North Middlesex University Hospital (North Mid) in Edmonton is offering the most vulnerable premature babies who are aged six months and over the flu jab.
During the height of the pandemic, the local hospital set out to establish whether parents would consent to their babies having their routine palivizumab vaccine and the flu jab simultaneously. Offering the flu jab at the same time meant that parents did not have to make an additional visit to the GP or hospital. Using this approach at North Mid, has dramatically increased the number of premature babies having the flu jab from 7% to 69%, compared to the previous year.
Due to the impact of the flu, children under the age of two years or those suffering from underlying health conditions are at higher risk of requiring paediatric intensive care. However, administering flu vaccinations has shown to reduce admissions amongst this age group.
By simply offering the jab and gaining consent, this new approach (opportunistic immunisation) can easily be replicated to other clinical services, particularly those targeting high risk children. In addition to this, with greater uptake, the UK is likely to reduce the burden of the disease for those at high risk.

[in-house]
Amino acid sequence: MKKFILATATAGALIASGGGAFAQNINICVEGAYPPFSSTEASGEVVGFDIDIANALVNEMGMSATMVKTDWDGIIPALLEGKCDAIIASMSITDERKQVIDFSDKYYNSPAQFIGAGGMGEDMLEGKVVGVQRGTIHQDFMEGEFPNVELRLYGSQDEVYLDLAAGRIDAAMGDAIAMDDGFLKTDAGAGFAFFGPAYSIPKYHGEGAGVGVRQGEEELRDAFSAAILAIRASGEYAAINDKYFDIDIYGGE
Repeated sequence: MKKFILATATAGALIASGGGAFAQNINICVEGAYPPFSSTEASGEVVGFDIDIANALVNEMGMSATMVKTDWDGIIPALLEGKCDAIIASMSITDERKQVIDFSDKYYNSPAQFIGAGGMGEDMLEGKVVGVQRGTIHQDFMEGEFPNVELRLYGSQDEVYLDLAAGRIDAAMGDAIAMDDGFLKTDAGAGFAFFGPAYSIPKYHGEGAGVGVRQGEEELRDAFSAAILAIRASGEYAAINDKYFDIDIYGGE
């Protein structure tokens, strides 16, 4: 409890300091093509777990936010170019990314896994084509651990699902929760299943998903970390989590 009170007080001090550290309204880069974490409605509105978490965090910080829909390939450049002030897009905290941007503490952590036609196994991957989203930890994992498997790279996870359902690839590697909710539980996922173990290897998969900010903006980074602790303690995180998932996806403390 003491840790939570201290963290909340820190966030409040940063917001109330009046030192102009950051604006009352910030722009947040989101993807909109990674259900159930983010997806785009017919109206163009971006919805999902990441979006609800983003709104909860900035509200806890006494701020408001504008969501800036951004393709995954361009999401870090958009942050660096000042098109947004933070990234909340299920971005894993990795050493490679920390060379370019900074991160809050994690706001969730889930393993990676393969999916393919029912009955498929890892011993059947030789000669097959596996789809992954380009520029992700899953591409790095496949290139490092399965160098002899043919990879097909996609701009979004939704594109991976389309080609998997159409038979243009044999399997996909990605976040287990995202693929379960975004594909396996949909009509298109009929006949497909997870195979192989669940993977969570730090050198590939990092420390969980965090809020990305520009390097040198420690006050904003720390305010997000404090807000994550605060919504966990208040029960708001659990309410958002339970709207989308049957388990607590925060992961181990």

Prior to this initiative, there were many reasons for limited uptake in vaccinations. This included general vaccine hesitancy as well as a heightened parental concern for babies having two vaccines at once however there is no evidence to support that it places babies at risk. There was also less of concern about the flu due to more children being at home during the pandemic.
Victoria Jones, Consultant Paediatrician at North Middlesex University NHS Hospital, said: “Providing parents with the option to reduce the number of visits they need to make to protect their children against infection especially during the coronavirus pandemic, has supported the uptake of the influenza vaccine.
“A respiratory infection amongst premature babies can be critical, therefore using an opportunistic immunisation approach can provide those vulnerable extra protection and often avoid a hospital admission. Based on the current evidence and uptake from parents, this approach can have huge benefits to premature babies and help them stay healthy.”
The national childhood flu immunisation programme was introduced in 2013 to not only decrease the rate of childhood flu but also reduce the impact it would have on the rest of the population.